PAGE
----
A cinematic bomb is usually not a cause for celebration. An atomic bomb killing tens of thousands of people is an even more unlikely cause of celebration, except in the cinematic bomb that is "Little Boy."
Perhaps that's a little unfair. But the film cost $20 million and looks unlikely to recoup its costs anytime soon. And as for the atomic bomb celebration, well, let's talk about that later, because really, we're here to discuss churches in movies; and there is a church in this movie along with a couple of priests. So we're in business.
I guess I should first let you know what the film is about. "Little Boy" is about a boy, Pepper (abnormally diminutive, thus the nickname, "Little Boy" which is also a title drop), growing up in a small California coastal town during World War II. Pepper and his father are big fans of a comic superhero "Ben English, Magician," and after his father leaves with the army to fight in the Pacific theater, Pepper believes he possesses similar magical powers that can bring his father home.
When he hears a sermon at his local Catholic church about the faith of a mustard seed moving a mountain, Pepper takes it heart. The priest who preached that sermon is put off by Pepper equating the faith Jesus was talking about with a comic book character's magic powers, but another priest, Father Oliver (played by Tom Wilkerson), takes interest in Pepper's mission.
He tells the boy his faith must increase. The kid wants to know how and so the Priest gives him a card with "The List", which contains wisdom for growing his faith in God:
Feed the Hungry
Shelter the Homeless
Visit those in Prison
Clothe the Naked
Bury the Dead
And then the Priest adds one more, "Befriend Hashimoto." Hashimoto is a Japanese man in town, recently released from an internment camp. Pepper has learned from his brother that he should hate the Japanese that are fighting his father, so he sees this as the most difficult of the assignments.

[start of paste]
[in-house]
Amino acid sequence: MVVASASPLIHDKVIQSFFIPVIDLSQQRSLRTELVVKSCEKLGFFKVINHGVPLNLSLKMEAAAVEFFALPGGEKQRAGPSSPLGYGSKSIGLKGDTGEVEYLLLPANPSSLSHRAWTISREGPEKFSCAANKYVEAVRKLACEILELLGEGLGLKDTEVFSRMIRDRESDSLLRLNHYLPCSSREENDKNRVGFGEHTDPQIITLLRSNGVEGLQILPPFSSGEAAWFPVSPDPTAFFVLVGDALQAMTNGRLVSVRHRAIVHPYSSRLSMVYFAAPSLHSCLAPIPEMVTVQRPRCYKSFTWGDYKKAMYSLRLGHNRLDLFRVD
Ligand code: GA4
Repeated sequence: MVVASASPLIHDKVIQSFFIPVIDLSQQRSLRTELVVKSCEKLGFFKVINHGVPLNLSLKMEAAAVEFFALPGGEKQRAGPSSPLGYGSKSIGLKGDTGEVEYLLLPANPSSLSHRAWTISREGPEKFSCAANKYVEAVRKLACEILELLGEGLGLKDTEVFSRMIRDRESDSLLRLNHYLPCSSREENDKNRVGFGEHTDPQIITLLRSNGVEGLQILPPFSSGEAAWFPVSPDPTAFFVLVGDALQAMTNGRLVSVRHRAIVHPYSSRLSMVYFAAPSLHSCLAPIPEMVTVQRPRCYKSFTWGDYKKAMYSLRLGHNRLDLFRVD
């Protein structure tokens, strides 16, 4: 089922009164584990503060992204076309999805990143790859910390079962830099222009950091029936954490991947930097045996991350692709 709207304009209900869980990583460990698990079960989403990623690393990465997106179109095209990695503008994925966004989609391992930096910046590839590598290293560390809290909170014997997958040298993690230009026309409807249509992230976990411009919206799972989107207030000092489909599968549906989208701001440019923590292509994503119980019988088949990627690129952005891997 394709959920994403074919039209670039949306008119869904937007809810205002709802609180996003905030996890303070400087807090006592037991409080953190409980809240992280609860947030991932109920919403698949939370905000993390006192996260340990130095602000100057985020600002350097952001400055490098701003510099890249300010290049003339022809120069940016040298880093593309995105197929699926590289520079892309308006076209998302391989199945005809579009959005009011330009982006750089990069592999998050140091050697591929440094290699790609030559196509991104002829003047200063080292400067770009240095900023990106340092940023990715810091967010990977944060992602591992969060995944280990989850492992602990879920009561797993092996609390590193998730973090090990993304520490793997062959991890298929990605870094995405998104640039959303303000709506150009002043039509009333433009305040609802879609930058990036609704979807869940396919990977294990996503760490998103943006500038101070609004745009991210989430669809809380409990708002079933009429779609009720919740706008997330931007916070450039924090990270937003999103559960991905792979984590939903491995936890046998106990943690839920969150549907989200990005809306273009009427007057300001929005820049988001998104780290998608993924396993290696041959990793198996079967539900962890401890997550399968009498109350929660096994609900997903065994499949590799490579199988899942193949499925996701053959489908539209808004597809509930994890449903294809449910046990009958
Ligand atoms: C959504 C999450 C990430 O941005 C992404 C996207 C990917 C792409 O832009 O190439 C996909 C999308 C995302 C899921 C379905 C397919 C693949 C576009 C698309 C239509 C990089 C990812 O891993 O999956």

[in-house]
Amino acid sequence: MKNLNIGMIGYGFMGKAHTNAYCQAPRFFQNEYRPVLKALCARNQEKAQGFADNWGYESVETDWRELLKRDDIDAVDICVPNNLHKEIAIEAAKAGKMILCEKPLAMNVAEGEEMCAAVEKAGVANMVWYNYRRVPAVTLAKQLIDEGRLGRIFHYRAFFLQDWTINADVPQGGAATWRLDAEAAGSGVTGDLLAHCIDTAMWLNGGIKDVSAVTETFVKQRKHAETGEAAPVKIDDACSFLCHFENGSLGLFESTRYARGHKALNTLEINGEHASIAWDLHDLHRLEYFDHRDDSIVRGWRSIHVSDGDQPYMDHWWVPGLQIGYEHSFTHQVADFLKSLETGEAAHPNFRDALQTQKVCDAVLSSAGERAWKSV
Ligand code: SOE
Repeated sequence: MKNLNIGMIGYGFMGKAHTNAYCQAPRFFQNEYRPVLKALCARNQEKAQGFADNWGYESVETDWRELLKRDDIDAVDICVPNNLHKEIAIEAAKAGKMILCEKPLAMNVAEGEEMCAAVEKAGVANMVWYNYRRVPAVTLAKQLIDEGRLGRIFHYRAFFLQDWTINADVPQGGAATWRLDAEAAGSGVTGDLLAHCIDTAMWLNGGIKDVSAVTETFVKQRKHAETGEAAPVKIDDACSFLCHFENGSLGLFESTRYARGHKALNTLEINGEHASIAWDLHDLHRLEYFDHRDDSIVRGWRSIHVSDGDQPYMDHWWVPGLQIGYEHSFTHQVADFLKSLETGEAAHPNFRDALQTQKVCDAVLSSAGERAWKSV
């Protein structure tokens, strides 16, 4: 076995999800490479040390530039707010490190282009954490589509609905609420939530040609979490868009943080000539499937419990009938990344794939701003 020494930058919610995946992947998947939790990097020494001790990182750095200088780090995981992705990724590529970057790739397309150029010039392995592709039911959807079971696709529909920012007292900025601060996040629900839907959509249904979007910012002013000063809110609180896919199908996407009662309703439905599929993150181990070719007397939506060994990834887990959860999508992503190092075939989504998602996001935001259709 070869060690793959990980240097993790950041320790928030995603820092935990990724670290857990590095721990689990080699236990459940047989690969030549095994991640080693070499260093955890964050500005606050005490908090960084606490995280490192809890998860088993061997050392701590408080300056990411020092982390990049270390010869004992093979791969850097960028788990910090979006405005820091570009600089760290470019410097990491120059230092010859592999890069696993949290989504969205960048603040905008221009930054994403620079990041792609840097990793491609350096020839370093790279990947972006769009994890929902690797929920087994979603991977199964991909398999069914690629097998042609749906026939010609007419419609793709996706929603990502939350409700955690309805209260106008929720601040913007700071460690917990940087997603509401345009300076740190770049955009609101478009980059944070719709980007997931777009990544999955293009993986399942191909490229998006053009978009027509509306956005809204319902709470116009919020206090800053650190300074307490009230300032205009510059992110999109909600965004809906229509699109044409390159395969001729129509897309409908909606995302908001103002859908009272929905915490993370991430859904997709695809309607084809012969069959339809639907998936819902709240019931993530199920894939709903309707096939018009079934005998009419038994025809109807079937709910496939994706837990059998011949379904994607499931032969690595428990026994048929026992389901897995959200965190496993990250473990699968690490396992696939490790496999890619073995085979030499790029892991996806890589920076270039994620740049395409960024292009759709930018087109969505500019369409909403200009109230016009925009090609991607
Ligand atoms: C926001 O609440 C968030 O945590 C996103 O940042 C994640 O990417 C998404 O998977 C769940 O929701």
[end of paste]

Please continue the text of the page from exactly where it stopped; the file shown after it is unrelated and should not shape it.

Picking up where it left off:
I'm frankly undecided about whether Father Oliver is wise in presenting the list to Pepper. Most of it is simply the teaching of Jesus, which obviously a priest should provide for his people. But he allows the boy to look at the list as good works that will force God's hand, or even worse, works that will give Pepper special powers to change the world through his own will.
Though "Befriend Hashimoto" isn't to be found in Scripture, Jesus did teach, "Love your enemy;" it seems a good contextualization of the command. The priest himself has befriended the Japanese man who has been ostracized by most of the community. And Pepper eventually becomes very good friends with the old Asian man.
Pepper probably profits from considering how to fulfill the assignments on the list. Most Christians could give more thought and action to fulfilling the teaching of Matthew 25, to provide for the needy. The one strange thing on the list is the assignment to "Bury the Dead" which is not found in Matthew 25. In fact, Jesus said in Luke 9:60, "Let the dead bury their own dead, but you go and proclaim the kingdom of God." This seems to be added as a plot point to present Pepper with a dilemma that doesn't really involve Pepper's decision making at all. All in all, I'd commend the work of Father Oliver and give thumbs up to his movie church. He can't help it if Pepper proves to be a bit of a megalomaniac.
As for the mention above about the celebration of an atomic bomb -- though it has little to do with the movie church in the film, this is the thing the film will probably be remembered for. Historians among you probably realize that "Little Boy" is not only a mean nickname for the young boy in this film, but also the name of the bomb dropped on Hiroshima.
Pepper has taken to pointing his hands toward Japan and grunting and wishing in hope of ending the war. Everyone in town notices this strange behavior. But when the newspapers report that the bomb named "Little Boy" has killed tens of thousands of people, everyone in town celebrates. They lift Pepper on their shoulders and shout with joy.
It's understandable at the time why the devastation of this Japanese city would be treated with such festivity. But to see it now on film makes one feel more than queasy, especially in a film targeted toward people of faith. It's too bad, because the message of loving your enemy comes out clearly in much of the rest of the film. Sometimes it seems that to make a great film about faith would be a true miracle.